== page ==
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Notice Periods

If either party to the employment contract wishes to terminate the employment relationship a period of notice to do so is usually required to be served. The statutory notice period is the minimum legal notice period required to be given before terminating the employment contract. The exception to this is where the employer terminates the contract due to the employees gross misconduct. This is known as a summary dismissal.

The employment contract may provide for a greater notice period to what is prescribed by statutory notice. The statutory notice period depends on the length of the employees continuous employment for the organisation.

Statutory notice is as follows:

  • One week notice – where the employee has been continuously employed for more than one month but less than two years.
  • Two weeks’ notice – where the employee has been continuously employed for longer than two years.
  • Beyond two years, notice required by either party is an additional week’s notice for each full year of continuous employment up to a maximum of twelve weeks. Therefore, if an employee has been continuously employed for six years they would be entitled to six weeks notice.

However, the contract of employment may prescribe a different notice period. It is advisable that notice periods in a contract are at least the equivalent of what the statutory notice would be.

Once notice had been served by either party, it is advisable to reserve the right for the employer to decide to place an employee on garden leave. Alternatively, the employer may wish to exercise the right to make a payment in lieu of notice (PILON). Where the employee is placed on garden leave, they remain an employee for the duration of the notice period, and so remain contractually bound by the terms and conditions of their contract. The only difference is that they are not required to perform any duties for the employer (or the garden leave clause may stipulate that the employer may require the employee to perform some of their duties or alternative duties). However, with a PILON, the employment relationship is ended straightaway, with the employer then making a payment equivalent to what the notice period would have been.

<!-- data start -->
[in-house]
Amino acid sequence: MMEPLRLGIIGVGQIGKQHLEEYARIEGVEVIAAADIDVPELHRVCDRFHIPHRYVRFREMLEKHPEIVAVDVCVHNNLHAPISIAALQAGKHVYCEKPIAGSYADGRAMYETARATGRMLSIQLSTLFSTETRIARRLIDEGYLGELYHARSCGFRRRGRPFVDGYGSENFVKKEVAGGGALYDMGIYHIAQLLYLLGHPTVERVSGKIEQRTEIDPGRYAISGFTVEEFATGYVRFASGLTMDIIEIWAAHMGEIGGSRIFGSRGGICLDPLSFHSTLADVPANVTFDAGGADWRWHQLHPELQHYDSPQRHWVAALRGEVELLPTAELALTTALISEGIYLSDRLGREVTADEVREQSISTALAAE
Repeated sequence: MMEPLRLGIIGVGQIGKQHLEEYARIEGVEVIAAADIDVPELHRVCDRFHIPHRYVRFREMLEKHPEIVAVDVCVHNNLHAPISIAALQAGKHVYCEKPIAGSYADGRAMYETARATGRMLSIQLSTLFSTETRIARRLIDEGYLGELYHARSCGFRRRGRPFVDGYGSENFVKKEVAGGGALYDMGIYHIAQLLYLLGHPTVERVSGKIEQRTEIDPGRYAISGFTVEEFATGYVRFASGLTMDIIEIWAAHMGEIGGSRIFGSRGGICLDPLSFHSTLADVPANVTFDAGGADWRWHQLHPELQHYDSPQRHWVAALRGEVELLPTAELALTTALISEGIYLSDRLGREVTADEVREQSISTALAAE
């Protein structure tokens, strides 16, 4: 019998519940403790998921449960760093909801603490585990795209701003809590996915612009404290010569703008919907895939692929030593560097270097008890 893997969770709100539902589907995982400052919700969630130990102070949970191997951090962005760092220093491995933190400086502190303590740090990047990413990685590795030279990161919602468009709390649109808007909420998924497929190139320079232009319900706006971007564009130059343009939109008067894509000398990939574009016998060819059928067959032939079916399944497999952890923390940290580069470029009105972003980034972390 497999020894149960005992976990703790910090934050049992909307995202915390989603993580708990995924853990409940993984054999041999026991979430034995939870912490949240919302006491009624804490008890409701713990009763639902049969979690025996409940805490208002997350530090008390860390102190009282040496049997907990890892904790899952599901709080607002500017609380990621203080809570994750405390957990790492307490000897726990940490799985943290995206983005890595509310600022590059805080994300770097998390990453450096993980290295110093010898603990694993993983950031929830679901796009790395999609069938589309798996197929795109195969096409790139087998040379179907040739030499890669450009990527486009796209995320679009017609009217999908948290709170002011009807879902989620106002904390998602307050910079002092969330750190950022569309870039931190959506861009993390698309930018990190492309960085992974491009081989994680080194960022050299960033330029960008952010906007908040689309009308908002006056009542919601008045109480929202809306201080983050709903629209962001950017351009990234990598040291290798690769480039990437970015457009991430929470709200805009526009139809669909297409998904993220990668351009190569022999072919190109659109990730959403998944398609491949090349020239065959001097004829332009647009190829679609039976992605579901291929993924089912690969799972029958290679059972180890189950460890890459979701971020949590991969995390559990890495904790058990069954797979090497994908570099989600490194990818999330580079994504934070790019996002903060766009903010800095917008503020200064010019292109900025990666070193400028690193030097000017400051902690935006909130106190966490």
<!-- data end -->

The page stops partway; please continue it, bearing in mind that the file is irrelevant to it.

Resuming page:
It is important to give proper consideration to the wording of either garden leave clauses or PILON clauses. So, for example, you could make it a term that in the event a garden leave clause being exercised, the employee will be deemed to have taken any accrued but untaken holiday. Likewise, the employer could specify conditions to the amount paid if exercising the right to make a PILON.

Our specialist employment team will be able to assist you in drafting notice clauses which provide you as the employer the various rights you may wish to exercise when the employment relationship is coming to an end.

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